“I saw a seemingly young COVID-19 positive patient, through a glass door, attached to
a ventilator that I had just set up in the room earlier that day,” says Jake Girard.

Girard, BSME ’21, had been working as a perioperative clinical engineering co-op student for Massachusetts General Hospital (MGH) when he suddenly found himself equipping new areas of the hospital to be used as intensive care units for patients who could not breathe on their own.

The importance of this moment and the real-world scenarios that co-op employment could present were abundantly clear to Molly Donahue and Ally Rodriguez, also BSME ’21. As clinical engineer co-ops at MGH, the two were tasked with inspecting, configuring and deploying 3,000 infusion pumps.

“We had to just jump in with the nurses and all learn really fast,” says Donahue.

Jake Girard stands with a mechanical ventilator

An impact was also being made down the street at Wentworth. Only essential personnel were on campus after university officials made the decision to move to distance learning and work-from-home formats at the onset of the coronavirus pandemic. But a group of faculty members, lab technicians and staff were busy producing face shields for Brigham and Women’s Hospital.

Ryan Bakinowski, BMET ’16, lead technician for Advanced Additive Manufacturing, began the printing process on campus on April 6, using a design from the hospital. The shield headbands are 3-D printed, and laser cutters are being used to make plastic shields. The group has since made the printing process open source, hopeful that hundreds more units of personal protective equipment (PPE) can be produced.

“This project is part of Wentworth’s DNA,” said team member Monique Fuchs, associate vice president for innovation and entrepreneurship. “When the community has a need, the university mobilizes.”

Around the country, many alumni mobilized and found creative ways to help during the pandemic:
• Founder of AET Labs David Kempskie, MEC ’94, put the Stratasys Continuous Build 3-D printer in his office to good use, working with colleagues to print and assemble face shields for local hospitals.
• Michael Kyes, AET ’88, ARC ’91, senior associate and architecture team leader at the integrated design firm SMMA, is part of a group that has been working in conjunction with the Massachusetts General Brigham Center for COVID Innovation in producing vetted personal protective equipment.
• Siena Construction Corporation’s Project Manager Carli Cabana, BSA ’13, MSFM ’16, and Director of Life Sciences Christina Gabriel, BFPM ’07, partnered with Broad Institute to transform a lab into a high-throughput COVID-19 testing facility.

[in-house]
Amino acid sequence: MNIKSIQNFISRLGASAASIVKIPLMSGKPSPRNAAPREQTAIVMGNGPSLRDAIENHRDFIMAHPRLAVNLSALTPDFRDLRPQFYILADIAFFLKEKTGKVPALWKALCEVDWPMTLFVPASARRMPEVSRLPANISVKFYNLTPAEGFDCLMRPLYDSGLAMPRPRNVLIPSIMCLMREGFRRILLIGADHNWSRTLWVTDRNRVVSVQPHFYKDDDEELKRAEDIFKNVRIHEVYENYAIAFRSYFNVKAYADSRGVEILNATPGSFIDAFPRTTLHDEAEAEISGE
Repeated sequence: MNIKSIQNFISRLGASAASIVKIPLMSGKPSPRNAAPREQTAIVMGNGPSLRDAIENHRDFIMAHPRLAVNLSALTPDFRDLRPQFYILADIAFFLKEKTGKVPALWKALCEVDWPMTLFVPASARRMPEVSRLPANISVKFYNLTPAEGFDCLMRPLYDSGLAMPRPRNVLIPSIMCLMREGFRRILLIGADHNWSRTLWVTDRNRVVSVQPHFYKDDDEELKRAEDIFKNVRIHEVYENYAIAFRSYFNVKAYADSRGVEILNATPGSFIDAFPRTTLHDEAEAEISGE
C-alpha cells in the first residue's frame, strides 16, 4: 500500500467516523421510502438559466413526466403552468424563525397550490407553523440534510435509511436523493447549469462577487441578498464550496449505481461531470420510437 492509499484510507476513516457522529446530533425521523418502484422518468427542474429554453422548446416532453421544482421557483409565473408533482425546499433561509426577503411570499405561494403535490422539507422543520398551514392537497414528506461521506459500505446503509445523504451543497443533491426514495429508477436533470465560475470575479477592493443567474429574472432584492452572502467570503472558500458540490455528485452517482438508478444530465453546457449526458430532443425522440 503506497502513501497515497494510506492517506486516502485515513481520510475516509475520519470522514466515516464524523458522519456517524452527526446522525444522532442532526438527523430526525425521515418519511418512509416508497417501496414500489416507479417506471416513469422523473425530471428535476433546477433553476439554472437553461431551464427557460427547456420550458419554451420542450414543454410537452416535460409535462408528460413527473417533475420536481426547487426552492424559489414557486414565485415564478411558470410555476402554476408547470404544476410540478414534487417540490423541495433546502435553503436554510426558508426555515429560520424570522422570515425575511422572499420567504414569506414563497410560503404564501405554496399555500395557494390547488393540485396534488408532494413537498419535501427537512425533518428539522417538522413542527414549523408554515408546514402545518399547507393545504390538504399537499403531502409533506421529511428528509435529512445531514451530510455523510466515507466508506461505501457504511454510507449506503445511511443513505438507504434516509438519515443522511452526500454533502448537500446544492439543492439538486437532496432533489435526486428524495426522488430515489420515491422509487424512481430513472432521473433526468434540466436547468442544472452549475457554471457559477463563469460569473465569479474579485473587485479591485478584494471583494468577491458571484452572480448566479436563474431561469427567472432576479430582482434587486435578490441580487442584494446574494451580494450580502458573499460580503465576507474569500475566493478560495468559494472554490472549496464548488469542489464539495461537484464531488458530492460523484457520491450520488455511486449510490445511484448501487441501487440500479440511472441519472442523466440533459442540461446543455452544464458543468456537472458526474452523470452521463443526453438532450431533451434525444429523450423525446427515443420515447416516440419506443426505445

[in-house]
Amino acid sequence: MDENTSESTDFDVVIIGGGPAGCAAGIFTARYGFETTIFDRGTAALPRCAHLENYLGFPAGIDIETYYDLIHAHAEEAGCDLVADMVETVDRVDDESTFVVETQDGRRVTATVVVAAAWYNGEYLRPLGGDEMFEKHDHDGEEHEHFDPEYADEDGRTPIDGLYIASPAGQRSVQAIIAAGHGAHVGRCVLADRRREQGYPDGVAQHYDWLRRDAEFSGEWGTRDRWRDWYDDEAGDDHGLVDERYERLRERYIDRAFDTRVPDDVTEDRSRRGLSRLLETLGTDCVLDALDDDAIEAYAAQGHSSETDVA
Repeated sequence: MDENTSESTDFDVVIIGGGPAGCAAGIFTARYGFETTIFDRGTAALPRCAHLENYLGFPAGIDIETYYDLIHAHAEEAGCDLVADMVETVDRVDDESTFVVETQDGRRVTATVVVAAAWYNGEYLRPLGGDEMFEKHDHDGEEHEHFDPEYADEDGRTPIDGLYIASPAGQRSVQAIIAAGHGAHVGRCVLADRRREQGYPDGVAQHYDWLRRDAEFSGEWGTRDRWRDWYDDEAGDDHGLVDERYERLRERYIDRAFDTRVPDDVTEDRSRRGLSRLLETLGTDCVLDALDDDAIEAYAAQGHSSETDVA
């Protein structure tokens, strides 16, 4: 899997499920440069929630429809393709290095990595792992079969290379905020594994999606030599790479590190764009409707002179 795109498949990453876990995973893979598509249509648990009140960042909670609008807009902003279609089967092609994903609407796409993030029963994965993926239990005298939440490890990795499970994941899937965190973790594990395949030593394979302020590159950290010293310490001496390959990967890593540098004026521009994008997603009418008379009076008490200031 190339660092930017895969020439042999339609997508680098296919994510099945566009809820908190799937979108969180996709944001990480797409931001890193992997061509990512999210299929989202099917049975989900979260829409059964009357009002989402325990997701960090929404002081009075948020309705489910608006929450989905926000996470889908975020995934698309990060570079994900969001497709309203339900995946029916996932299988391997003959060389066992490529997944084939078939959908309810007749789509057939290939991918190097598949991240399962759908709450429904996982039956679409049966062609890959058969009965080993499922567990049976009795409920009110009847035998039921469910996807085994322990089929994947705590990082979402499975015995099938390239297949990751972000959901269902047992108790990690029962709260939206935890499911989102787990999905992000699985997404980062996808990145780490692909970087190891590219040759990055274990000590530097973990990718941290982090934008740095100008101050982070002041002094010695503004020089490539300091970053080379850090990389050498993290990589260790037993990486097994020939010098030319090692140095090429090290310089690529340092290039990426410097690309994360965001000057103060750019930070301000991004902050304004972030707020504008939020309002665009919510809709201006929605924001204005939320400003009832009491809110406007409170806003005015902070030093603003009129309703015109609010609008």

• Led by Douglas Foley, EEE ’86, EEC ’88, vice president for electric field operations in Massachusetts, Eversource Energy has supported the electrical needs for medical locations and pop-up testing sites that
have sprung up across the commonwealth, such as the nation’s first dedicated care center for COVID-19 Patients at Carney Hospital in Dorchester.
• CDM Smith, under the leadership of Chairman and CEO Tim Wall, CEC ’92, launched a collaboration with faculty members at Michigan State University and water reclamation utilities across the United States to track the presence of coronavirus in wastewater, with the goal of developing a tool to predict future outbreaks.
• Sharon Jozokos, AET ’92, CMC ’92, vice president of health care at Columbia Construction, contributed
an article in Healthcare Design on building and design responses for healthcare facilities in light of the COVID-19 pandemic, and Jason J. Jewhurst, BARC ’02, principal at Bruner/Cott, has been working with architecture leaders to contribute to the Boston Society of Architects’ Best Practices Guide COVID-19.

Wentworth Facilities employees outside of the Mission Main apartment complex in the Roxbury neighborhood

Back at Wentworth, Department of Facilities employees worked to disinfect buildings and equipment, and to make a host of improvements in various areas including the Info Hub, Shawaf Terrace adjacent to the Schumann Library, Baker Hall and 610 Huntington Avenue. The department also helped collect and drop off toilet paper, disinfectants and other essential items for residents at the neighboring Mission Main apartments. Office of Community and Government Relations employees, meanwhile, have been distributing grocery gift cards to Boston residents.

— Reporting by Dennis Nealon, Lori Friedman, John Franklin and Greg Abazorius